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82 xj 650 startng problem - surpise!

Discussion in 'XJ Technical Chat' started by Enygma64, May 21, 2014.

  1. Stumplifter

    Stumplifter Well-Known Member

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    Giving you grief about checking your valve clearances is NOT suppose to annoy.

    It IS supposed to be taken as good advice; if it was me (as Pat mentioned) I would heed the good advice.

    What don't you understand about free advice? People here have integrity behind their words. They want everyone who comes here to have a safe, reliable ride. . . this isn't a cyber-bullying site; it's an XJ Bikes site. A lot of people reply because they actually know a thing or two (me? I just like to see my dog's picture on the world wide web). I have learned things here that are priceless and have served me well.

    Because the truth of the advice may come across as cold and hard doesn't mean you should take it personally. Embrace the XJ love! :D
     
  2. tskaz

    tskaz Active Member

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    You're giving us grief by not doing the NUMBER ONE maintenance item in any XJ manual you'll find...valve clearances.

    So, the valves are all within the specs that were posted, but NO ONE posted any valve clearance specs.

    You get replies from the same people, because some of us are on here way more than others. Another reason to heed their advice.

    Please don't ever check the valves. We need more decent parts bikes with blown motors.
     
  3. k-moe

    k-moe Pie, Bacon, Burbon. Moderator Premium Member

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    Unless you've got a 2-stroke, or hydraulic lifters, the valves need to be checked. The bike is new to you, and may have never had the initial valve check done.
    Fitz has the tagline "Technical Writer" for a reason; he knows of what he speaks.
    Take the advice you've been given so you don't spend a week chasing your own tail around trying to solve the hanging idle issue.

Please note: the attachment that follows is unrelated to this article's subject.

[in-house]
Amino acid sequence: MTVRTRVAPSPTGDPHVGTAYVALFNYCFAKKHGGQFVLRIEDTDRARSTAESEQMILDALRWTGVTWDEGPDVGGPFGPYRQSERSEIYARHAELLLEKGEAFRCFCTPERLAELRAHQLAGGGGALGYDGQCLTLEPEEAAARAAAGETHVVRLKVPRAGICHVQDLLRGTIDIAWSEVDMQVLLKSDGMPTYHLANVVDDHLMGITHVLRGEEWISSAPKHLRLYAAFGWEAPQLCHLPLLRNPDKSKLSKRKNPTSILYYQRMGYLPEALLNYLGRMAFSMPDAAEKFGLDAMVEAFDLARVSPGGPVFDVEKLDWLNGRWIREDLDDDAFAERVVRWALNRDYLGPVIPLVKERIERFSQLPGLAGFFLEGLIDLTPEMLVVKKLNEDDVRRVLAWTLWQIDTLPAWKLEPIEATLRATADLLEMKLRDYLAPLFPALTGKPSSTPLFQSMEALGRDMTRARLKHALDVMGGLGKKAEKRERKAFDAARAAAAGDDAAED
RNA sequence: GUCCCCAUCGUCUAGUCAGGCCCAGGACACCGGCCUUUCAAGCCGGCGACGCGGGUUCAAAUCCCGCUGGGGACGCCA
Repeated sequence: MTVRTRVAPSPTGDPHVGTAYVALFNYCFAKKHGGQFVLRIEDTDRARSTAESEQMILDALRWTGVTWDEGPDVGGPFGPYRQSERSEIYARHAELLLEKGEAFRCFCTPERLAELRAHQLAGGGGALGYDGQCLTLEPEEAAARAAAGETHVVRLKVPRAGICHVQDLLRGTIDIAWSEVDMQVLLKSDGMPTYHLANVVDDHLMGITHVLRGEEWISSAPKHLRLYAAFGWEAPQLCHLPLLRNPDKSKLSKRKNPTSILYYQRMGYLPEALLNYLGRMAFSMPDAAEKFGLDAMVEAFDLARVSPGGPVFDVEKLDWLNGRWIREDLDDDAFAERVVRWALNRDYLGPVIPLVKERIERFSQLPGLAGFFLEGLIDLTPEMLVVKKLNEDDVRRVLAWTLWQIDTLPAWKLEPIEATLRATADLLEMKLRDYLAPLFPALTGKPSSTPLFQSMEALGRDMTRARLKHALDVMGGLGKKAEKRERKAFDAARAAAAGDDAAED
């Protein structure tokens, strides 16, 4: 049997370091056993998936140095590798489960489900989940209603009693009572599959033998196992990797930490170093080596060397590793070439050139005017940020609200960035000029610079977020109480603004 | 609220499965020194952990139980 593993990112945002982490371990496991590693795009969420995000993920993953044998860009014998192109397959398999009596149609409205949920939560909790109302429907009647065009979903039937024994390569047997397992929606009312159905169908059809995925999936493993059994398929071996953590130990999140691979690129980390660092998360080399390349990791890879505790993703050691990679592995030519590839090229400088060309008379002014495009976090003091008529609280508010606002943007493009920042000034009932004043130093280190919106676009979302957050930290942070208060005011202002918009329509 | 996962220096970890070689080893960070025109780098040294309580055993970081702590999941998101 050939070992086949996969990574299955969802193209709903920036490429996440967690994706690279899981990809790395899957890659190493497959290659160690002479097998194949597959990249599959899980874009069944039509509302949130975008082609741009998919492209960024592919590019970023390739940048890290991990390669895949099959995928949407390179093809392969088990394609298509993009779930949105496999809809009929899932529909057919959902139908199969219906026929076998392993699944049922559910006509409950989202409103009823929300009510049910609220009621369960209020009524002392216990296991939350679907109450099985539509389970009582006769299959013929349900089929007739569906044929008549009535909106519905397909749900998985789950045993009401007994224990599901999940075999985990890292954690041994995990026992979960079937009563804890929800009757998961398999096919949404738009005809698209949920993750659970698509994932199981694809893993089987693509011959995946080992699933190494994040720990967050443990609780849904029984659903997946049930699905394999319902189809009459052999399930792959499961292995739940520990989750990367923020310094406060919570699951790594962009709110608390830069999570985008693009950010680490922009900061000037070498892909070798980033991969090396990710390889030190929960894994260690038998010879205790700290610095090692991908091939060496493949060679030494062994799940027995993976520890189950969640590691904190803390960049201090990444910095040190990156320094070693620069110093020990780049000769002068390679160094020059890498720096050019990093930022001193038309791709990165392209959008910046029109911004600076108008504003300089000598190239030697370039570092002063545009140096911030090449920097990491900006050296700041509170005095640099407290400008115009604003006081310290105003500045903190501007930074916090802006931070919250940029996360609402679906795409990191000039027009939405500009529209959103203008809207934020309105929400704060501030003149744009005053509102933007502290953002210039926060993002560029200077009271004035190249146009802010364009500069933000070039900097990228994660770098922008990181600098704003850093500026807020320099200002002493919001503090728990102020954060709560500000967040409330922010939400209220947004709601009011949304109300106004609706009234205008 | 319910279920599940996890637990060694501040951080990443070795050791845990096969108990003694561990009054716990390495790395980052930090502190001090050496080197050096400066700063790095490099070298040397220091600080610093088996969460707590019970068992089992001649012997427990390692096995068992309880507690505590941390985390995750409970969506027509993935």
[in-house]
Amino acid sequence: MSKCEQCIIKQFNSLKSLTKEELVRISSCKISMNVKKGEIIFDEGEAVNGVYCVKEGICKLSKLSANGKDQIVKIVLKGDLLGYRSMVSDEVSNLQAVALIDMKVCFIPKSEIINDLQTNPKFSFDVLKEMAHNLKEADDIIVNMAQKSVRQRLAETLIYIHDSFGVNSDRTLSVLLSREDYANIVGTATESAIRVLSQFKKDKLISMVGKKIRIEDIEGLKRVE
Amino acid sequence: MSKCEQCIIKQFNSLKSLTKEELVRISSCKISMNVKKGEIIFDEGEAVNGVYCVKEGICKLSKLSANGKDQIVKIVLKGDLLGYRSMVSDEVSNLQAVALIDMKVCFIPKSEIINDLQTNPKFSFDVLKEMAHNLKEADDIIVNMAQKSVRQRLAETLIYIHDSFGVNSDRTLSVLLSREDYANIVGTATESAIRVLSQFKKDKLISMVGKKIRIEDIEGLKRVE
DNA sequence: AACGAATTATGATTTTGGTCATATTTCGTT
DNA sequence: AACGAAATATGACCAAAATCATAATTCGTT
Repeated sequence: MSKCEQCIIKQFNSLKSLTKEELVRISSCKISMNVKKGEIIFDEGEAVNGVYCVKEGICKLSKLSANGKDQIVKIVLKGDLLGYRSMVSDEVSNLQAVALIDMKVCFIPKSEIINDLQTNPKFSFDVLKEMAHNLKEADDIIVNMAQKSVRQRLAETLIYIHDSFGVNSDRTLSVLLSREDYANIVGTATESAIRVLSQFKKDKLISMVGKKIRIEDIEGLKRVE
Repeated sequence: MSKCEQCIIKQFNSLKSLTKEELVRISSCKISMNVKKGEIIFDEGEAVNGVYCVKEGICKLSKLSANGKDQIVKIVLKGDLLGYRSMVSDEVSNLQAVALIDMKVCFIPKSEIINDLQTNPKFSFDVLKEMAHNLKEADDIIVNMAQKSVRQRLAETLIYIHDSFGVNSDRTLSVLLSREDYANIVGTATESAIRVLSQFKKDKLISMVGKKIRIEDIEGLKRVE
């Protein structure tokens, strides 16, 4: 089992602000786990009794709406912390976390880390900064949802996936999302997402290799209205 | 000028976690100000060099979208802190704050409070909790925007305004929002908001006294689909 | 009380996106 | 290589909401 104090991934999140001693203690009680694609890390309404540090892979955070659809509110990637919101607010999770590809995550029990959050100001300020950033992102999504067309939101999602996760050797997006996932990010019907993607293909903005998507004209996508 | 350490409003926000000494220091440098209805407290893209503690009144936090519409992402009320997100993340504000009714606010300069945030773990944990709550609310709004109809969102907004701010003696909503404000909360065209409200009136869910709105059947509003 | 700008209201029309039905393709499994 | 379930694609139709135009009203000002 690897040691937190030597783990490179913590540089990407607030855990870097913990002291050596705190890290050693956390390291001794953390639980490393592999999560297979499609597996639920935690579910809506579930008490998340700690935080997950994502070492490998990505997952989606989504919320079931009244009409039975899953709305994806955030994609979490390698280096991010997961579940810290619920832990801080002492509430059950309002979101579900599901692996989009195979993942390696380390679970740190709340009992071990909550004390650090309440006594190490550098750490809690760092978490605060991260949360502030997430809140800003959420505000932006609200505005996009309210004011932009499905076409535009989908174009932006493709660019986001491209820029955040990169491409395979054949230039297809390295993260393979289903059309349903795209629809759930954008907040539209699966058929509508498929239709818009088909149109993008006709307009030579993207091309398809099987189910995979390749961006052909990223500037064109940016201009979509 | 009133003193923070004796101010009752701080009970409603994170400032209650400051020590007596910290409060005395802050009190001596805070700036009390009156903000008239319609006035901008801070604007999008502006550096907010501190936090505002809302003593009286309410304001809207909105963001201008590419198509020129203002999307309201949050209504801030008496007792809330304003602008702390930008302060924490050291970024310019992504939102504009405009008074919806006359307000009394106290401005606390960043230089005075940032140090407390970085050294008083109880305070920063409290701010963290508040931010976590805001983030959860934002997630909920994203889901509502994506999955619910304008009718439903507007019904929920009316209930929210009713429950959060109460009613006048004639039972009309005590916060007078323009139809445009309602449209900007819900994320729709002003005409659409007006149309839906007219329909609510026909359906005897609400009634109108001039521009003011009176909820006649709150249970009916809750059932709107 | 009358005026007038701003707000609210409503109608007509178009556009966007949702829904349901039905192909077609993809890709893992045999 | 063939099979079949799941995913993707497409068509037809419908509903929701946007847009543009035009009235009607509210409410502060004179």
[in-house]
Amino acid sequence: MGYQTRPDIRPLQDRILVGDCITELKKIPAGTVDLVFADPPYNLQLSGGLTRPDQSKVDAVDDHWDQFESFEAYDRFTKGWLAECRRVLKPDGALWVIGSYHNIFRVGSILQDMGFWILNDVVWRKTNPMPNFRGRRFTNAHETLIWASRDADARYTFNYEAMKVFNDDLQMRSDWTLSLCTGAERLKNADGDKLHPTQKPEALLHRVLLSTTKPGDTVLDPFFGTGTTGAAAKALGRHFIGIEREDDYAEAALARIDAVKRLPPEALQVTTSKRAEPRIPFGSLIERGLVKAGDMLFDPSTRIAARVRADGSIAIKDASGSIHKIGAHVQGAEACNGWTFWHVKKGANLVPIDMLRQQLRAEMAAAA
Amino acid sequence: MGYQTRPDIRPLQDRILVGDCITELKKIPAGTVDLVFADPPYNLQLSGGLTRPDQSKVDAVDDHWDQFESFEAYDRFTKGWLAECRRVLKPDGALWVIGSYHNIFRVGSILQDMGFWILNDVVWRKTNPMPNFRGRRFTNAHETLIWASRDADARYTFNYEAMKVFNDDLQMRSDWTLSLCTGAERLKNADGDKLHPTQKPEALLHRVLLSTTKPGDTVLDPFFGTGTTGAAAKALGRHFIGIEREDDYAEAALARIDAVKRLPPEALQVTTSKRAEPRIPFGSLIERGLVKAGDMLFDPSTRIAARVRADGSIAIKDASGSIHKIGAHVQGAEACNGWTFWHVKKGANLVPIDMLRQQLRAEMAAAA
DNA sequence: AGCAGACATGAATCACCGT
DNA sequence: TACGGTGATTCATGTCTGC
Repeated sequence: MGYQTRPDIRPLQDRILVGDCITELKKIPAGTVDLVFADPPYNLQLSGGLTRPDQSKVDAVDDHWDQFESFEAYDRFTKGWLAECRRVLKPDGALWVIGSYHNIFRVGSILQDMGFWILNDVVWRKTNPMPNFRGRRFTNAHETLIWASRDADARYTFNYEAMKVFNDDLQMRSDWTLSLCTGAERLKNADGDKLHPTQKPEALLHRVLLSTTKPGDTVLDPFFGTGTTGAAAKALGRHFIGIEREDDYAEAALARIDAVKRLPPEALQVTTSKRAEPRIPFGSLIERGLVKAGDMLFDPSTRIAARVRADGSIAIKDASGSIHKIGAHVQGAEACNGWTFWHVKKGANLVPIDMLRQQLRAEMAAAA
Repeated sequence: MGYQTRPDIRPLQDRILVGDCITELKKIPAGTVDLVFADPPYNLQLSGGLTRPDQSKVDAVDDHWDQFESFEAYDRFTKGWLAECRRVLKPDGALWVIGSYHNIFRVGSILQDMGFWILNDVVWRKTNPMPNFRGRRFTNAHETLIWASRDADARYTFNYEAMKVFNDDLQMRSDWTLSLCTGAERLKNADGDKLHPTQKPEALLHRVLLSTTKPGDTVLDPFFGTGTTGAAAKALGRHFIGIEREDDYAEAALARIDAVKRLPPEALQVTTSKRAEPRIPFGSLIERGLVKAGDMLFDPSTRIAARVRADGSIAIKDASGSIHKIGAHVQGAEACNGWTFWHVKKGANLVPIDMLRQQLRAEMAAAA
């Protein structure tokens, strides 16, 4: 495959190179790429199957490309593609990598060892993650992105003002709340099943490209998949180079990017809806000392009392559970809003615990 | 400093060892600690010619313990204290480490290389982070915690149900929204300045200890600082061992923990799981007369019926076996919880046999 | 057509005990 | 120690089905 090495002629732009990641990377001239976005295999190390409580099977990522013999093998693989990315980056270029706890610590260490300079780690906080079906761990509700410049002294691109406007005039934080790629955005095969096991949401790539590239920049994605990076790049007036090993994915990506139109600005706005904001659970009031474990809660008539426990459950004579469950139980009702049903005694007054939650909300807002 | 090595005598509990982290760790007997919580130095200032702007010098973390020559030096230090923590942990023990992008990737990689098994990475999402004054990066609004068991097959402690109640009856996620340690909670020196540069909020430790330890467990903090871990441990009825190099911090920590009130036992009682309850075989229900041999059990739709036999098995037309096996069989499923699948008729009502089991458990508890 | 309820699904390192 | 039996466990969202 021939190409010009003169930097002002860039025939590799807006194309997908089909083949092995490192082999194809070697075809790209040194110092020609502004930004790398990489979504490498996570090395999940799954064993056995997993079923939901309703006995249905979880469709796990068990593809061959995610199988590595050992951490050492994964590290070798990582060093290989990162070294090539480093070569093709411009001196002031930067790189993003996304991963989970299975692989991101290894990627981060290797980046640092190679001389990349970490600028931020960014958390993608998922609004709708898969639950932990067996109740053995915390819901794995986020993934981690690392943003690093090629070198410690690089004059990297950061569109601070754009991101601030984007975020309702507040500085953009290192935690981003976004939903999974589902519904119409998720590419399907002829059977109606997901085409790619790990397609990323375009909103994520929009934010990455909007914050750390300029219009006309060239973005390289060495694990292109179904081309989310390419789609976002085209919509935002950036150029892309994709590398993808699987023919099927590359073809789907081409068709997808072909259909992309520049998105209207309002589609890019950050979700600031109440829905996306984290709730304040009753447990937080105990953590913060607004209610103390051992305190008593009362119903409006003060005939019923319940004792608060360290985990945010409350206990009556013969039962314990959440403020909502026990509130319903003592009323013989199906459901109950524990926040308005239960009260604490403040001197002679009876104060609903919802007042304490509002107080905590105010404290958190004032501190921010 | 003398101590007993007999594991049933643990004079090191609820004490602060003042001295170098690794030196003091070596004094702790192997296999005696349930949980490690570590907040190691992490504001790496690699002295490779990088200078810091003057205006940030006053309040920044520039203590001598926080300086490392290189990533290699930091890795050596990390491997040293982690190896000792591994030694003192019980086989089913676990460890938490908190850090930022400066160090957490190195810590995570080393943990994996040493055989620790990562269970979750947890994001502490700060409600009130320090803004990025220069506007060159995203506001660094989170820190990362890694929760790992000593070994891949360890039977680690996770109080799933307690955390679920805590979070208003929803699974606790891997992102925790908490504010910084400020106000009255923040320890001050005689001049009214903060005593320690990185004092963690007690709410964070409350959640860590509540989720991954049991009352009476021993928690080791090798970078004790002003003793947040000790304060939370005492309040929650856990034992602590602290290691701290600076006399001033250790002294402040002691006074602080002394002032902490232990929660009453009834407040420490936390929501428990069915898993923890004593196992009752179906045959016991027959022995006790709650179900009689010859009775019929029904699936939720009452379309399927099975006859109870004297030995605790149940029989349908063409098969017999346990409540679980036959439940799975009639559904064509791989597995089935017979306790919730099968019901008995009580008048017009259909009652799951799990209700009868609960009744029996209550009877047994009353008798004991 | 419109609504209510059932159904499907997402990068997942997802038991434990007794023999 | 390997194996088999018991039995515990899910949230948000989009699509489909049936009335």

If you've checked them and they are in spec according to the Haynes manual then they aren't in spec. Haynes made several errors in the published manual, as did Yamaha (which is why your air jets got moved to the wrong positions). The correct valve clearances are printed on the inside of one of the sidecovers (I forget which ATM).

    http://xjbikes.com/Forums/viewtopic/t=14827/postdays=0/postorder=asc/start=0.html

    If the valves truly are in spec then we can move on to checking for vacuum leaks and other possible causes.
     
  4. Xjrider92117

    Xjrider92117 Active Member Premium Member

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    It could be a number of things. But the first step is the get the valves in spec.

    You can't sync the carbs without it done.


    Sounds like it could be any number of problems... Start a list check off the valves and go from there.

    [​IMG]

    A pic I got from fitz when I first started here.

    Heres how to do it...

    http://xjbikes.com/Forums/viewtopic/t=1 ... xj550.html




    Thanks to fitz.

    If it hasn't been done yet.
     
  5. hogfiddles

    hogfiddles XJ-Wizard, Host-Central NY Carb Clinic Moderator Premium Member

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    1. Check check check check Valves valves valves valves..... Better yet don't check them .... When your engines seizes pull the shims that never needed to be checked and send the to me so I can throw them out since they will most likely be damaged beyond use.

    2. Amazing....bigpiss, huh?!?!. A Gear Grinder rank and he's calling people names.... Especially after asking for advice, advice given....... And duly refuted. Did anyone